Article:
LifeRing for alcoholism believes in you. It believes that people DO have the power to overcome alcoholism. The program is free and also helpful for drug addiction.
LifeRing believes that every alcoholic has the power to achieve lasting sobriety. It’s hard. There are often setbacks. But in every alcoholic there exists the desire to find lasting sobriety. LifeRing works by giving positive reinforcement to abilities that people already have. The process is “Empowering Your Sober Self.”
LifeRing for Alcoholism
The confidential meetings are available on the internet and in-person. In most of the latter, people sit in an informal circle. After opening the meeting, the facilitator asks people about their week. People then take turns talking about their recovery during the past week and what lies ahead next week. People comment and discuss in a relaxed atmosphere. It’s similar to sober friends chatting in a living room. Meetings typically end with a mutual round of applause for staying sober.
The only requirement for participation is a desire to be sober. People should not to criticize other treatment approaches. They should not tell long stories about their drinking or drugging past. They should not give unsolicited advice. And, of course, they should not discuss religion or politics.
LifeRing in not a 12-Step Program
LifeRing does not
- Have any steps to follow.
- Believe people are powerless over alcohol.
- Require members to submit their will and lives to God or any “Higher Power.”
- Expect people to label themselves.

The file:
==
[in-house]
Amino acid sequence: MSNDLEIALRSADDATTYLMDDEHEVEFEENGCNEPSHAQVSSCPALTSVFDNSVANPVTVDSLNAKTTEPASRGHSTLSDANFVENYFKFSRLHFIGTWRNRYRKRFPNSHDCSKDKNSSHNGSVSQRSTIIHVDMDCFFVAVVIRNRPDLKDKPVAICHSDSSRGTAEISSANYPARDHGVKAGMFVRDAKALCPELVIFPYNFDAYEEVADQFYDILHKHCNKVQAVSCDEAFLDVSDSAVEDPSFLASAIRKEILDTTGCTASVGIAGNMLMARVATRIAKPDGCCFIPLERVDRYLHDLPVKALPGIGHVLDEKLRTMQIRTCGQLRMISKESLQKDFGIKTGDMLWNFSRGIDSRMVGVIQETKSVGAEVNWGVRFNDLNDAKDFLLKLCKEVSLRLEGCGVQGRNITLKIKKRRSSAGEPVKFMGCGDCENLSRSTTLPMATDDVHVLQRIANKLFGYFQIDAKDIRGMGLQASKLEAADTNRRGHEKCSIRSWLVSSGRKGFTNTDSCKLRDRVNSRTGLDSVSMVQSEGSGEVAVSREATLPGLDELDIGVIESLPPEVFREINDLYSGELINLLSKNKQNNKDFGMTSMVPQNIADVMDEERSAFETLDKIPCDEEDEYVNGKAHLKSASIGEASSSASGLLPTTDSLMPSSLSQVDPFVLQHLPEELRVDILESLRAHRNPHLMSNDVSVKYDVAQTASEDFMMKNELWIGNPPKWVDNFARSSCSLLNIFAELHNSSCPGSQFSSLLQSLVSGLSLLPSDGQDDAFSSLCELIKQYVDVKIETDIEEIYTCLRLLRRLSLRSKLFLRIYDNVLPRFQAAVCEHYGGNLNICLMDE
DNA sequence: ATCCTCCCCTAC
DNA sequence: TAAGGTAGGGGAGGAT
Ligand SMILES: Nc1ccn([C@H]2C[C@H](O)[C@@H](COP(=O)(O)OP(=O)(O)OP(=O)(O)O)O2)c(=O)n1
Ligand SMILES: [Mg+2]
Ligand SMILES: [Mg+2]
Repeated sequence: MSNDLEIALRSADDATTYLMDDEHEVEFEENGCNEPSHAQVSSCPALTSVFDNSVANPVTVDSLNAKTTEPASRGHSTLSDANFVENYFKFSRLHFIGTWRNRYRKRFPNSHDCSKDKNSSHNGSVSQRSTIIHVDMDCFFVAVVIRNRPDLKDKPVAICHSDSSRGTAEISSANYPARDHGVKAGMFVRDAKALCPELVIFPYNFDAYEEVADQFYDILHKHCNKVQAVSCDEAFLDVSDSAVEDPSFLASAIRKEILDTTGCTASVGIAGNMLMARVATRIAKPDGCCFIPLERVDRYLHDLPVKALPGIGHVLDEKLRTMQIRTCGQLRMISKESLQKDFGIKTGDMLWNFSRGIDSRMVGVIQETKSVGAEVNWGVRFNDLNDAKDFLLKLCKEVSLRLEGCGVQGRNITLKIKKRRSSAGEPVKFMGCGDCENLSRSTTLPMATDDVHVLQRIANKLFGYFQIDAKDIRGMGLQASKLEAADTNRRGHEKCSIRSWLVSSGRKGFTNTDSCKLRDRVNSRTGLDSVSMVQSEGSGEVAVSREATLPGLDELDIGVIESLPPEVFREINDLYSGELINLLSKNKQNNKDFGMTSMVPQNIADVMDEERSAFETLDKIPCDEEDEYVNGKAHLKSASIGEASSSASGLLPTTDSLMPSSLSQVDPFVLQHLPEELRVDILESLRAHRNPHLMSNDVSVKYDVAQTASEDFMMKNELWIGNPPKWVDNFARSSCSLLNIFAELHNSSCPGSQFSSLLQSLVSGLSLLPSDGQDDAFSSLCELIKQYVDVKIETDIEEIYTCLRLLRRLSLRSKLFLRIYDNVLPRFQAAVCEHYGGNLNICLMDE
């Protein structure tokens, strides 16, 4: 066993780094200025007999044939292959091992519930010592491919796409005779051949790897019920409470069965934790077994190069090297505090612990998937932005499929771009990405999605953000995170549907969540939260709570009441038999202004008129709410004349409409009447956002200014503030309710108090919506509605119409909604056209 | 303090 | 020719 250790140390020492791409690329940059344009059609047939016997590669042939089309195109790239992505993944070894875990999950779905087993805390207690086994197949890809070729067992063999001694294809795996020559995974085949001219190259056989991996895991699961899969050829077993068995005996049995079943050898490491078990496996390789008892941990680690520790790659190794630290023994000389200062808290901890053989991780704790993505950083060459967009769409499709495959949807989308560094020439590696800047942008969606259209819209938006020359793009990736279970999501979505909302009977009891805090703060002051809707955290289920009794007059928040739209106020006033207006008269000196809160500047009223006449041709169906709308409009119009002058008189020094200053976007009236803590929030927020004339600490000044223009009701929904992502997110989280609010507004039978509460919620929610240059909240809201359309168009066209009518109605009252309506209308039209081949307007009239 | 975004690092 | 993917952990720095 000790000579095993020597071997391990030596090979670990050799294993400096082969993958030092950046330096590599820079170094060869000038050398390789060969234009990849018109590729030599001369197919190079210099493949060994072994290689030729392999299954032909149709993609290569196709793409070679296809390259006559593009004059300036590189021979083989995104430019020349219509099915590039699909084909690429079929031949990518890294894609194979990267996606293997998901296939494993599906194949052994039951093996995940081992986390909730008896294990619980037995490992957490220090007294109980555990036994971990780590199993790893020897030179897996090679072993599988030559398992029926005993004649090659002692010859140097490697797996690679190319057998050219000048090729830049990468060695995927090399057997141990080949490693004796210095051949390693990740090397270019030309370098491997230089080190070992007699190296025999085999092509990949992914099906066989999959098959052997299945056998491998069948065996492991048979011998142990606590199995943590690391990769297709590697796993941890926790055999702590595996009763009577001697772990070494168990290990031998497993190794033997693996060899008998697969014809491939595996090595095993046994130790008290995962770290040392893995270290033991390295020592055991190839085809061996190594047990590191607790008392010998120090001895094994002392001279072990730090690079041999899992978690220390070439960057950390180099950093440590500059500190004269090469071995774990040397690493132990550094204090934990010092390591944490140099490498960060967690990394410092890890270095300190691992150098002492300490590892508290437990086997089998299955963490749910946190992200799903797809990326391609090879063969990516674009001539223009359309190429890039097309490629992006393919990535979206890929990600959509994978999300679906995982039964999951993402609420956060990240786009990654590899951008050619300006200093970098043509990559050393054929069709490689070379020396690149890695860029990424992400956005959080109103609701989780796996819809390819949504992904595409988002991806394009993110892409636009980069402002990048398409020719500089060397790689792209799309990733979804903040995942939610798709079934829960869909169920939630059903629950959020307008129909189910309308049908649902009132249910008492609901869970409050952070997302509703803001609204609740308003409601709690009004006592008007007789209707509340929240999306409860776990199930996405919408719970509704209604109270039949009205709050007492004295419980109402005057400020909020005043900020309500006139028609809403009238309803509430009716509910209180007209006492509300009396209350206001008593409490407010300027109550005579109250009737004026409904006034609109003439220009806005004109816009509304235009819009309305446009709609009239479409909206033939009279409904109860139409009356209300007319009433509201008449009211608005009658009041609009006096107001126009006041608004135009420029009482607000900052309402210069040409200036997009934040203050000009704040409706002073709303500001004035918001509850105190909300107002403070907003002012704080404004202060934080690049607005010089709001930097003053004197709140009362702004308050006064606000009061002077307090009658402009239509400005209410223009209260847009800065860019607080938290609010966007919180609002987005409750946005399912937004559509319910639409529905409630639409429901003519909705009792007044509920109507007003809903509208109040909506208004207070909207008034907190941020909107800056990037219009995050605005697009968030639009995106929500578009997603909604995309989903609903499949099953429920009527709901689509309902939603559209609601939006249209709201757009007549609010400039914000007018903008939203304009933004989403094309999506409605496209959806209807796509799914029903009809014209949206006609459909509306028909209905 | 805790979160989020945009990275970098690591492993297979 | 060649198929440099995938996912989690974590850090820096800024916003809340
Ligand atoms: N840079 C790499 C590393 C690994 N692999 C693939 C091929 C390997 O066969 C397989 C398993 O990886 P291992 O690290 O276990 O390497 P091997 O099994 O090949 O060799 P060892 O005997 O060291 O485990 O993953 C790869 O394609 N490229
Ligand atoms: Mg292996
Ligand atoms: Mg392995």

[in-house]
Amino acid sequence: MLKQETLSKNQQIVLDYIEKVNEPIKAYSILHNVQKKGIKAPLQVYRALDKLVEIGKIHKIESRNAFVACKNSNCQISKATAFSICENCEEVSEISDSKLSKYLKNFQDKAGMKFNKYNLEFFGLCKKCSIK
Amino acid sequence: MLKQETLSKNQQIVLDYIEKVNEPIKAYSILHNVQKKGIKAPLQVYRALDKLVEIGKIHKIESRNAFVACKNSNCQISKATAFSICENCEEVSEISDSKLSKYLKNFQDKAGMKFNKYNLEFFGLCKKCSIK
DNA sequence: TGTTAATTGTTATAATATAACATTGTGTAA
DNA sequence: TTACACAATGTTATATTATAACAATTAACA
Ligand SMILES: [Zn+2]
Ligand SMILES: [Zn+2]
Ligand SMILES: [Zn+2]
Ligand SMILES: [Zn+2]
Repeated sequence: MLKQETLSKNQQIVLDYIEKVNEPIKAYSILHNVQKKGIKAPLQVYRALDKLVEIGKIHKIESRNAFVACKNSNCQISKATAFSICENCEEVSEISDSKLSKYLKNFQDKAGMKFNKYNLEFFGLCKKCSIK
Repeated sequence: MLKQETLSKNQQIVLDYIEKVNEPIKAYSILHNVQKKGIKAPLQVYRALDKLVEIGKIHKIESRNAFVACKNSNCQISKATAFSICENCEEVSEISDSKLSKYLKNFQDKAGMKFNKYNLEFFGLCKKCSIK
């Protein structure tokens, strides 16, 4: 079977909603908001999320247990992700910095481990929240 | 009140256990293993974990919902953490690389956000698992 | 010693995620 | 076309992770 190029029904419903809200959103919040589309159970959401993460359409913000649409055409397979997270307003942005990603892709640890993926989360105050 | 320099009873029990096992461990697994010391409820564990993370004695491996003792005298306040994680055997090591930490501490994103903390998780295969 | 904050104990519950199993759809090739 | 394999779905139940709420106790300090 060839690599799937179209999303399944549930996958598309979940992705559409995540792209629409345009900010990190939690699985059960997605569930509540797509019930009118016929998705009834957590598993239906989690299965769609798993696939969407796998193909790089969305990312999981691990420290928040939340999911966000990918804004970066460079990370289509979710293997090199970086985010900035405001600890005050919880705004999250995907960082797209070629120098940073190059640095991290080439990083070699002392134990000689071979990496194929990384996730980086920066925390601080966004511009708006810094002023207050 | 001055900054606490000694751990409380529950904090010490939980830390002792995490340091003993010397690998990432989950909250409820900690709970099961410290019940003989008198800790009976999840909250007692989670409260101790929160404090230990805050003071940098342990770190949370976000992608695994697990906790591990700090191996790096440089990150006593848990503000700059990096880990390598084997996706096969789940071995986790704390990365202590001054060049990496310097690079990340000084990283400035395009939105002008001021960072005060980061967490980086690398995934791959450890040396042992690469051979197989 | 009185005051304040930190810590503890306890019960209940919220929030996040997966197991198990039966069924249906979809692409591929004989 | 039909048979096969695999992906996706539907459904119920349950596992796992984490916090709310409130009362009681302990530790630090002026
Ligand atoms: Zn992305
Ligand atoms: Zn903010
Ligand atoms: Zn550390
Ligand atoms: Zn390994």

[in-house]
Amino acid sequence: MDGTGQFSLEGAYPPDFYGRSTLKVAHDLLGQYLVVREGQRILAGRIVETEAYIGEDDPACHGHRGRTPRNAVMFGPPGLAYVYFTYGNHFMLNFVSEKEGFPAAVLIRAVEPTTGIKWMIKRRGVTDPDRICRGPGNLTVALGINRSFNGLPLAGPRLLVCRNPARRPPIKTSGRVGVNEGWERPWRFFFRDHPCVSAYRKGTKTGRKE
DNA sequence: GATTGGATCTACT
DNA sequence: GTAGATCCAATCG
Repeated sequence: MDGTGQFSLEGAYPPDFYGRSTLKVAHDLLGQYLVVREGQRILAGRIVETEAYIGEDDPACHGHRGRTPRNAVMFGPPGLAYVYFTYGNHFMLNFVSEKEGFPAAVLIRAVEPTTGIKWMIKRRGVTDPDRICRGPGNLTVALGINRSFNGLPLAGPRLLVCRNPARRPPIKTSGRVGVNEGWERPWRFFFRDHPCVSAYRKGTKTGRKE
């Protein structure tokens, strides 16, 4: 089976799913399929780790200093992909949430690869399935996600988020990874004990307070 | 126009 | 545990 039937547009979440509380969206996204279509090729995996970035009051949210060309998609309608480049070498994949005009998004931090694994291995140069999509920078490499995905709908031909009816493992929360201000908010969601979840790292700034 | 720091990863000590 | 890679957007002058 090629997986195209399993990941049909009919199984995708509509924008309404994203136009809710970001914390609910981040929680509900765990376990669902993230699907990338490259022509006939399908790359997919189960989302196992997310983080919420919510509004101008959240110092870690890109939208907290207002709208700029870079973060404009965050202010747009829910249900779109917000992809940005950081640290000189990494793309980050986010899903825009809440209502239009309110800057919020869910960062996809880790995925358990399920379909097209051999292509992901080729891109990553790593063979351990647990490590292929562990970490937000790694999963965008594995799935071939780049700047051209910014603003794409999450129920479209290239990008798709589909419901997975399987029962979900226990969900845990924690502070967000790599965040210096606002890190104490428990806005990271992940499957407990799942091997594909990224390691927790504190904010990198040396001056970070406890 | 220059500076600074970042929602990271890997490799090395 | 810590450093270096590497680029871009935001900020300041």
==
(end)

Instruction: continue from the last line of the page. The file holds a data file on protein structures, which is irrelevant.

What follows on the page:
- Believe that sobriety requires a Higher Power.
- Require members to ask God to remove their shortcomings.
- Expect people to pray to learn God’s will for themselves so they can carry it out.
- Require people to improve their conscious contact with God.
- Believe that people must have a spiritual awakening to be sober.
- Expect members to carry any message to other alcoholics.
LifeRing is not anti-religion or anti-spiritual. However, it considers these to be personal matters.
Most courts and mandated treatment programs consider and credit program attendance as equivalent to attendance at other mutual support groups. Indeed, it’s actually illegal for judges or other government employees to mandate attendance at Alcoholics Anonymous (A.A). That’s because every appeals court case says AA is religious. And the U.S. Supreme Court upholds that finding.
LifeRing also offers a wide choice of online support options. They include a social network, chat rooms, a forum, and email listservs. Study meetings at which people work through the Recovery by Choice workbook together are also available in some locations.
To learn more visit LifeRing Secular Recovery.
Readings about LifeRing for Alcoholism
Anon. A Handbook of Secular Recovery. Oakland: LR, 2000.
Note: Neither this website nor your most receives any benefit for describing the LifeRing program. Description does not imply endorsement.